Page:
FIG. 5 is a front view of the electrical connector having two rectangular LED indicators;
FIG. 6 is a front view of the electrical connector having one rectangular LED indicator;
FIG. 7 is a front view of the electrical connector having one circular LED indicator; and
FIG. 8 is a front view of the electrical connector having two circular LED indicators.
DESCRIPTION OF THE PREFERRED EMBODIMENTS
Referring to the drawings, wherein like reference characters represent like elements, FIGS. 1-8 illustrate a connector 10 for receiving a plug (not shown) to form an electrical connection. The connector 10 includes a visual indicator 12 integrated within the connector to provide visual verification of the status of the electrical connection.
The connector 10 may be a modular receptacle jack, also known as an RJ connector. The RJ connector includes a one-piece molded plastic housing 13 having a front wall 14, a rear wall 16, a top wall 18, a bottom wall 20 and side walls 22 and 24. It should be understood that the designation of wall as a "top" wall is made with respect to the view of the housing illustrated in FIG. 1, but that, in use, top wall may, in fact, be oriented as a bottom wall. The designations "top" and "bottom" are therefore made for ease of explanation of the invention, and should not be interpreted as limiting in any way.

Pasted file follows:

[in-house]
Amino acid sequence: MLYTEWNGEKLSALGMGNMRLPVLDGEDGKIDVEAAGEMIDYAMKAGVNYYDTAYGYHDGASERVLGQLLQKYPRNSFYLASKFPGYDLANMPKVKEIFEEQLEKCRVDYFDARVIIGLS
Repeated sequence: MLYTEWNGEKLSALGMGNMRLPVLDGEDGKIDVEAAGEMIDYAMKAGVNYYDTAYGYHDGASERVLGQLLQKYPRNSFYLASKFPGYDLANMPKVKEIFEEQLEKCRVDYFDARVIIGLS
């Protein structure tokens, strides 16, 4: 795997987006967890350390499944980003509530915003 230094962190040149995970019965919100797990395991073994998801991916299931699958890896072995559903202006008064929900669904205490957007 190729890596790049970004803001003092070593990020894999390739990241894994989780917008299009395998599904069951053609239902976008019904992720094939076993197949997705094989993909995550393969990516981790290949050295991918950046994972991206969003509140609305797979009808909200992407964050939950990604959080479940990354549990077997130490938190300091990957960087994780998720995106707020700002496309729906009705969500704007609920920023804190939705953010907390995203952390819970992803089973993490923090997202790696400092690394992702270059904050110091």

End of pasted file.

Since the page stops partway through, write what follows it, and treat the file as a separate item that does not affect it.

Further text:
An opening 26 is formed in the front wall 14. Opening 26 is adapted to receive a miniature modular mating plug (not shown). The modular mating plug of a conventional design generally includes a dielectric housing having a free end for insertion into the opening 26 of the housing 13, a cord input end having a cavity for receiving a multi-conductor cord, and a resilient locking tab integrally connected by a flexible hinge to the free end of the dielectric housing and extending obliquely rearwardly therefrom. The modular mating plug also includes a terminal receiving side having partitions which define side-by-side slots in communication with the cavity. Substantially flat, electrically conductive contact terminals are positioned within the slots and extend into the cavity, and the terminals include insulation-piercing tangs for making electrical engagement with associated conductors of the cord and upper edge portions for making electrical contact external to the plug.